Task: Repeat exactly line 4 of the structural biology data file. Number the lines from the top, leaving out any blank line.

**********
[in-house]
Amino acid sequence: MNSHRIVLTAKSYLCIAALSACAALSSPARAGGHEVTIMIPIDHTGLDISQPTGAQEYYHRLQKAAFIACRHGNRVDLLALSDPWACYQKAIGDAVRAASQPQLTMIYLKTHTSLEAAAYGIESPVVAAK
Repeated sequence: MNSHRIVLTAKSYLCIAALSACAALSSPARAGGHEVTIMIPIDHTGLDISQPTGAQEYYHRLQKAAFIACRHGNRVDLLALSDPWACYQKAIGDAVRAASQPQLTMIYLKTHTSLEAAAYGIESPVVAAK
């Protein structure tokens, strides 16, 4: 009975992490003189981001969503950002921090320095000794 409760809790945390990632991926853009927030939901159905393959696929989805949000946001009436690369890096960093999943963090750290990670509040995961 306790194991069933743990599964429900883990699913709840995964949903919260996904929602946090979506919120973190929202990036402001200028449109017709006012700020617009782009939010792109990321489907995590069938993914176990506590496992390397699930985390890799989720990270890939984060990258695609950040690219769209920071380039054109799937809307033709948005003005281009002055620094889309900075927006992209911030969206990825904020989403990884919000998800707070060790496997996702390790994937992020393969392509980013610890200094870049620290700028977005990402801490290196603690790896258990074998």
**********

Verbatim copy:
């Protein structure tokens, strides 16, 4: 009975992490003189981001969503950002921090320095000794 409760809790945390990632991926853009927030939901159905393959696929989805949000946001009436690369890096960093999943963090750290990670509040995961 306790194991069933743990599964429900883990699913709840995964949903919260996904929602946090979506919120973190929202990036402001200028449109017709006012700020617009782009939010792109990321489907995590069938993914176990506590496992390397699930985390890799989720990270890939984060990258695609950040690219769209920071380039054109799937809307033709948005003005281009002055620094889309900075927006992209911030969206990825904020989403990884919000998800707070060790496997996702390790994937992020393969392509980013610890200094870049620290700028977005990402801490290196603690790896258990074998």